coalition of parties friendly to the West appears to have beaten Islamist rivals in Libya's first election since the killing last year of Moammar Gadhafi, who denied Libyans the right to go to the ballot box during his 42-year reign. Libyans celebrated in the streets on Sunday, a day after the vote, which President Obama hailed as a "milestone." If official results confirm that secularists will run the incoming parliament, Libya will have broken "an Islamist wave" that swept across neighboring Egypt, Tunisia, and Morocco after the Arab Spring uprisings. What does the vote say about Libya's future, or about the wisdom of the bombing campaign by the U.S. and its NATO allies that helped sweep Gadhafi aside? Here, three takes on what the vote means:
1. The intervention was worthwhile
"It's fashionable these days to say that NATO's intervention in Libya left that Arab country no better off," says The Wall Street Journal in an editorial, but that's not the way Libyans who "joyously voted" in this election see it. The vote wasn't perfect — gunmen stormed a few polling stations in the oil-rich region around Benghazi, and tribal leaders in the south tried to scare people off with threats of sabotage. Yet more than 60 percent of eligible voters "defied the threats." That's progress, and it "would not have been possible without the West's worthy intervention."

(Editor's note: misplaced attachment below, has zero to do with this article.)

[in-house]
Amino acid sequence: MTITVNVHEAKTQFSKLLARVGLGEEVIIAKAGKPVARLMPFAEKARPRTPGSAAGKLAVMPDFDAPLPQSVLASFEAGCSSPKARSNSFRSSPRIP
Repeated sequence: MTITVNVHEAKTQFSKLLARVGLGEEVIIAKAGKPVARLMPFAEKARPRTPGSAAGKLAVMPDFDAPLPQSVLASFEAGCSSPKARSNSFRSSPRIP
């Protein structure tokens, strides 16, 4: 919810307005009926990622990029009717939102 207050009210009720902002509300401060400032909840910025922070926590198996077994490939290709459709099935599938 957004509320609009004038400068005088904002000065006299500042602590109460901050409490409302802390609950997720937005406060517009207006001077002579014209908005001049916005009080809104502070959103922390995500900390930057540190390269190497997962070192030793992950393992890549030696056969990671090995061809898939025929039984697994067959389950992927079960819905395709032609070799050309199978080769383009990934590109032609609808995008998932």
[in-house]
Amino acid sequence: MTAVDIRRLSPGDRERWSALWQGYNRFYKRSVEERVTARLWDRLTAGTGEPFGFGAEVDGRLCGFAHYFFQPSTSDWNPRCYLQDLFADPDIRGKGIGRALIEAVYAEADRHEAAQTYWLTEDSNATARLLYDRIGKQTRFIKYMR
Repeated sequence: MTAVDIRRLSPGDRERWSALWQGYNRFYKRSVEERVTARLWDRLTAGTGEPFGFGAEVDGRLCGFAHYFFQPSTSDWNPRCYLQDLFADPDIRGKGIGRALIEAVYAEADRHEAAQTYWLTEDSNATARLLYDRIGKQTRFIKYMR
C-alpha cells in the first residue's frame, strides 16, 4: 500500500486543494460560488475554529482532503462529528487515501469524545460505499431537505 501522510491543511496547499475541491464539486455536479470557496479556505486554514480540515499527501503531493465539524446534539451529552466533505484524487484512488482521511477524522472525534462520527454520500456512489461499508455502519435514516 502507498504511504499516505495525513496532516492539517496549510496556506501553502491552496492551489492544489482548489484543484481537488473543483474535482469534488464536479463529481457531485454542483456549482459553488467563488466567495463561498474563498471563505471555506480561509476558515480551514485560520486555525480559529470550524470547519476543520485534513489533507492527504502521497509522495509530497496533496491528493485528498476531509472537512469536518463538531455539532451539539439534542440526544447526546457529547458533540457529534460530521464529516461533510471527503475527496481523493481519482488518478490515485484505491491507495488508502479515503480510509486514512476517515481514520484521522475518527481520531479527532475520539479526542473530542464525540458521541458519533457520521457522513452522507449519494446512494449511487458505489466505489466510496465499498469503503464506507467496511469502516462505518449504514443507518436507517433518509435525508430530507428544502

2. Islamist separatists could still pose a problem
Don't be fooled by "all the good cheer," says Marc Ginsberg, former U.S. ambassador to Morocco, at The Huffington Post. The fight between secularists and Islamists is far from over. This new national congress was supposed to draft Libya's new constitution, but just before the vote, Benghazi-based Islamist separatists pressured the Transitional National Council to scrap that idea and let a smaller assembly be chosen to write the document. There is "a major struggle" over whether the incoming congress will accept the way its powers were clipped at the last minute. In the meantime, "unruly, violent-prone militias and tribal gunmen" roam freely, threatening peace across the country. The new government will have to act fast to justify voter confidence and keep their nation from being torn apart.
3. National unity doesn't really exist in Libya
The election results don't mean as much as many people seem to think, says Paul R. Pillar at The National Interest. Many people simply voted for the candidates closest to them personally, and transitional government leader Mahmoud Jibril, the founder of the winning coalition, is a member of the Warfalla tribe, Libya's largest. Libya was only independent for 20 years when Gadhafi hijacked it, so it lacks the sense of nationhood and ingrained habits "necessary for Western-style democracy." After the "post-Gadhafi good vibrations" wear off, we'll see what Libyan democracy really looks like, and only then will we be able to determine whether to put last year's NATO intervention "into the win column."
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